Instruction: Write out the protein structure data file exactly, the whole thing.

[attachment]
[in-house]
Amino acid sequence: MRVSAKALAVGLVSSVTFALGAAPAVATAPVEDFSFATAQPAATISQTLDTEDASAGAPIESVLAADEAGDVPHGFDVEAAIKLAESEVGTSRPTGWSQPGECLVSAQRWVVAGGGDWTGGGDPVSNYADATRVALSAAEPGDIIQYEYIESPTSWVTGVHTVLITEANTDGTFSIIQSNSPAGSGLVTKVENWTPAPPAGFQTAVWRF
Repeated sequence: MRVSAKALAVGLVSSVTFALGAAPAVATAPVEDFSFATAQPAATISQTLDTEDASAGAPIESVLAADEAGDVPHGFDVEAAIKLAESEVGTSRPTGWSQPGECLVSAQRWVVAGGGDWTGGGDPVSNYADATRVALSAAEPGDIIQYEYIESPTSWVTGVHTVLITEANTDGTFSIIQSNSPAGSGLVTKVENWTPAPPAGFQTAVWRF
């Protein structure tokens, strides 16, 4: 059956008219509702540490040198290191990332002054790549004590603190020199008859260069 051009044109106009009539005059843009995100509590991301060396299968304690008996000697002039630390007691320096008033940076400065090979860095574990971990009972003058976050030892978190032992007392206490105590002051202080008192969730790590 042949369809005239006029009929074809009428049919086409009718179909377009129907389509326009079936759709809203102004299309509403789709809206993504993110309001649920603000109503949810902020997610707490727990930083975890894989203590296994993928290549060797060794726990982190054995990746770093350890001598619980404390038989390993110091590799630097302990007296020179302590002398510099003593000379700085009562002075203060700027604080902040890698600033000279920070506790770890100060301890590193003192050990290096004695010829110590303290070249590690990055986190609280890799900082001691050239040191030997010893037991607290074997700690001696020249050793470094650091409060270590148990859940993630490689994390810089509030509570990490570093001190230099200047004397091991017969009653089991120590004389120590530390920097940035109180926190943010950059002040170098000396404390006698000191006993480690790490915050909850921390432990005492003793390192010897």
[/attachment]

[in-house]
Amino acid sequence: MRVSAKALAVGLVSSVTFALGAAPAVATAPVEDFSFATAQPAATISQTLDTEDASAGAPIESVLAADEAGDVPHGFDVEAAIKLAESEVGTSRPTGWSQPGECLVSAQRWVVAGGGDWTGGGDPVSNYADATRVALSAAEPGDIIQYEYIESPTSWVTGVHTVLITEANTDGTFSIIQSNSPAGSGLVTKVENWTPAPPAGFQTAVWRF
Repeated sequence: MRVSAKALAVGLVSSVTFALGAAPAVATAPVEDFSFATAQPAATISQTLDTEDASAGAPIESVLAADEAGDVPHGFDVEAAIKLAESEVGTSRPTGWSQPGECLVSAQRWVVAGGGDWTGGGDPVSNYADATRVALSAAEPGDIIQYEYIESPTSWVTGVHTVLITEANTDGTFSIIQSNSPAGSGLVTKVENWTPAPPAGFQTAVWRF
């Protein structure tokens, strides 16, 4: 059956008219509702540490040198290191990332002054790549004590603190020199008859260069 051009044109106009009539005059843009995100509590991301060396299968304690008996000697002039630390007691320096008033940076400065090979860095574990971990009972003058976050030892978190032992007392206490105590002051202080008192969730790590 042949369809005239006029009929074809009428049919086409009718179909377009129907389509326009079936759709809203102004299309509403789709809206993504993110309001649920603000109503949810902020997610707490727990930083975890894989203590296994993928290549060797060794726990982190054995990746770093350890001598619980404390038989390993110091590799630097302990007296020179302590002398510099003593000379700085009562002075203060700027604080902040890698600033000279920070506790770890100060301890590193003192050990290096004695010829110590303290070249590690990055986190609280890799900082001691050239040191030997010893037991607290074997700690001696020249050793470094650091409060270590148990859940993630490689994390810089509030509570990490570093001190230099200047004397091991017969009653089991120590004389120590530390920097940035109180926190943010950059002040170098000396404390006698000191006993480690790490915050909850921390432990005492003793390192010897």